New Releases 2/17/15

Top Hits
Birdman (drama, Michael Keaton. Rotten Tomatoes: 92%. Metacritic: 88. A New York Times Critic’s Pick. From Manohla Dargis’ Times review: “‘Birdman,’ a big bang of movie razzle-dazzle from Alejandro G. Iñárritu, opens with a winking sleight of hand. Riggan Thomson, a Hollywood has-been turned Broadway second-chancer played by a blissed-out Michael Keaton, is hanging out in his dressing room at the St. James Theater in Times Square, by which I mean floating, like a mystic who’s passed transcendence and gone straight to nirvana. It’s a destabilizing liftoff for a funny, frenetic, buoyant and rambunctiously showboating entertainment in which Mr. Iñárritu himself rises high and then higher still.” Read more…)

The Interview (comedy, Seth Rogen. Rotten Tomatoes: 53%. Metacritic: 52. From A.O. Scott’s  New York Times review: “‘The Interview’ is pretty much what everyone thought it would be before all the trouble started: a goofy, strenuously naughty, hit-and-miss farce, propelled not by any particular political ideas but by the usual spectacle of male sexual, emotional and existential confusion. It turned out to be perfect laptop viewing, apart from an occasionally wonky Wi-Fi connection. The bloodshed was less gross on the small screen, and the best jokes — loose, absurdist, improvised-sounding riffs — landed better in a quiet, half-distracted room than they might have in a crowded theater.” Read more…)

The Theory of Everything (biopic/romance, Eddie Redmayne. Rotten Tomatoes: 79%. Metacritic: 72. From A.O. Scott’s New York times review: “James Marsh’s biographical film about the British theoretical physicist Stephen Hawking, tries very hard to live up to its title: It wants to show a remarkable man in full, to explore his ideas, his emotional life and his struggle with illness.” Read more… )

St. Vincent (drama/comedy, Bill Murray. Rotten Tomatoes: 77%. Metacritic: 64. From Manohla Dargis’ New York Times review: “A big, sloppy wet kiss of a movie about an old grouch, a sweet kid and their odd-couple friendship, ‘St. Vincent’ has a couple of things going for it, mostly Bill murray. For some time now, Mr. Murray has been burnishing his cult in Wes Anderson films, where he adds Murrayesque mystery and bite — is he deep or just dyspeptic? — and his unforgettable silent-clown mug to Mr. Anderson’s worlds of wonder. Sometimes, Mr. Murray pops up for a paycheck, while at other times, he slips into a character that promises something more than the usual slop offered men over 60, like Franklin Delano Roosevelt in ‘Hyde Park on Hudson’ or an architect on a World War II mission in ‘The Monuments Men.'” Read more…)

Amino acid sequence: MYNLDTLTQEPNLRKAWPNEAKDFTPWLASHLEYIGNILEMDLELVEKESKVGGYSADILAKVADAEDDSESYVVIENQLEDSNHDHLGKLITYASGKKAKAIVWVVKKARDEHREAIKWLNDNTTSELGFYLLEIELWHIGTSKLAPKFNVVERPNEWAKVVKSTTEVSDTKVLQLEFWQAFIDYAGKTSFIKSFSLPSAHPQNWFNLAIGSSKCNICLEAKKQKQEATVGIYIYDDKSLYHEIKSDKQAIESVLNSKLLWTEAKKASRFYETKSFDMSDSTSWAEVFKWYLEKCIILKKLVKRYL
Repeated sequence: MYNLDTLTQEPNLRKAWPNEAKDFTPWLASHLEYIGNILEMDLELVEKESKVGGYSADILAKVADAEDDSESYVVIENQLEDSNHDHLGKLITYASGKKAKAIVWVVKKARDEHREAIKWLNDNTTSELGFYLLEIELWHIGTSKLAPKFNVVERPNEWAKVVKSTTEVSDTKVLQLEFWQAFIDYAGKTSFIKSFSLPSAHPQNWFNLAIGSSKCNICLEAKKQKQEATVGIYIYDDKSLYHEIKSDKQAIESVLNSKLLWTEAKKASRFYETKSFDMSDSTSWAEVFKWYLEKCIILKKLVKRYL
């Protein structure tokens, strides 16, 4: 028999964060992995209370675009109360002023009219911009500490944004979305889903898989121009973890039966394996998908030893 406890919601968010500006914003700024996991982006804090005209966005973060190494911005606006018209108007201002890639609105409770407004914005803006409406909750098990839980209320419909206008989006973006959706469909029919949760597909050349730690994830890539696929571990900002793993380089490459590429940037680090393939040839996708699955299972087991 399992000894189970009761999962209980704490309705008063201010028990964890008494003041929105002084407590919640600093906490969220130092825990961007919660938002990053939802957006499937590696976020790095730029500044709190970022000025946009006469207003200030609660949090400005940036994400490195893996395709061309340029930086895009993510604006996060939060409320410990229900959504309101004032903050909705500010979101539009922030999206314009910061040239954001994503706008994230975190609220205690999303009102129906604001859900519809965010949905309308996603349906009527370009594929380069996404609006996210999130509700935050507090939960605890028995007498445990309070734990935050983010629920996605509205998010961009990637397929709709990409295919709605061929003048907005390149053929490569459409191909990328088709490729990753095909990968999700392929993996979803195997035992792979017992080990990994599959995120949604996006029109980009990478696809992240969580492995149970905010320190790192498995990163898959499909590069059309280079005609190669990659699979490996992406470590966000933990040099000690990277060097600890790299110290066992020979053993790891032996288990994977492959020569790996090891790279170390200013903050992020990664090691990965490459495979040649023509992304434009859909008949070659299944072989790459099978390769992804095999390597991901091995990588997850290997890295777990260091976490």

Dumb and Dumber To (comedy, Jim Carrey. Rotten Tomatoes: 29%. Metacritic: 36. From Manohla Dargis’ New York Times review: “In ‘Dumb and Dumber To, Peter and Bobby Farrelly — and the stars Jim Carrey and Jeff Daniels — have boldly if unoriginally returned to the scene of their inaugural crime: their 1994 directing debut, ‘Dumb and Dumber.’ An anti-classic of its disreputable, guffawing type, it wasn’t the first movie to elevate human idiocy into an intentional art; Jerry Lewis and ‘Caddyshack,’ among many others, got there long before Lloyd [Mr. Carrey] and Harry [Mr. Daniels] hit the road in their memorably fuzzy puppy-mobile with the wagging tongue.” Read more…)

New Blu-Ray
Birdman
The Interview
The Theory of Everything
St. Vincent

New Foreign
Pont Du Nord (France, 1981, Bulle Ogier. Rotten Tomatoes: 100%. From Vincent Canby’s 1981 New York Times review [requires log-in]: “Everyone connected with ‘Le Pont du Nord’ has done far better things, including [director Jacques] Rivette [‘La Religieuse,’ ‘L’Amour Fou,’ ‘Celine and Julie Go Boating’], Bulle Ogier and Suzanne Schiffmann, who has done wonderful work in collaboration with Francois Truffaut. Pascale Ogier is a striking looking young actress. Beyond that there isn’t much to say about her on the basis of this film.” Read more…)

New TV
Game of Thrones: Season 4 (fantasy series, Peter Dinklage)
The Chair: Season 1 (reality drama, filmmaking)

New Documentaries
Life Itself (bio, movie history, Roger Ebert. Rotten Tomatoes: 97%. Metacritic: 87. From Nicolas Rapold’s New York Times review: “‘Life Itself,’ the new documentary about Roger Ebert, examines many facets of the nation’s most famous film critic: his newsman background, his exhaustively chronicled battle with cancer that ended in his death last year, his drinking, his wit, his love for his wife, Chaz. But perhaps one of the most surprising aspects — considering his profession was often reviled by the very people whose work was being examined — is his reputation among filmmakers.” Read more…)

The Kingdom of Dreams and Madness (filmmaking, animation, Hayao Miyazaki. Rotten Tomatoes: 89%. Metacritic: 74. From Ben Kenigsberg’s New York Times review: “‘The Kingdom of Dreams and Madness’ documents the inner workings of Studio Ghibli, the Japanese animation studio, at a time when its two most celebrated directors were making new films. The movie largely focuses on Hayao Miyazaki, who formally announced his retirement after ‘The Wind Rises’ had its premiere in 2013. ‘The Tale of Princess Kaguya.’ by Isao Takahata [‘Grave of the Fireflies’], Mr. Miyazaki’s discoverer and friendly rival, opened in New York this year.” Read more…)

Children’s DVDs
The Tale of Princess Kaguya (animated feature from Studio Ghibli, Chloe Grace Moretz [voice]. Rotten Tomatoes: 100%. Metacritic: 89. From Nicolas Rapold’s New York Times revew: “‘The Tale of the Princess Kaguya’ is the first animated feature in over a decade directed by Isao Takahata, the 78-year-old Studio Ghibli stalwart. Exquisitely drawn with both watercolor delicacy and a brisk sense of line, the film finds a peculiarly moving undertow of feeling in a venerable Japanese folk tale about a foundling country girl who can’t shake a sense of being out of place.” Read more…)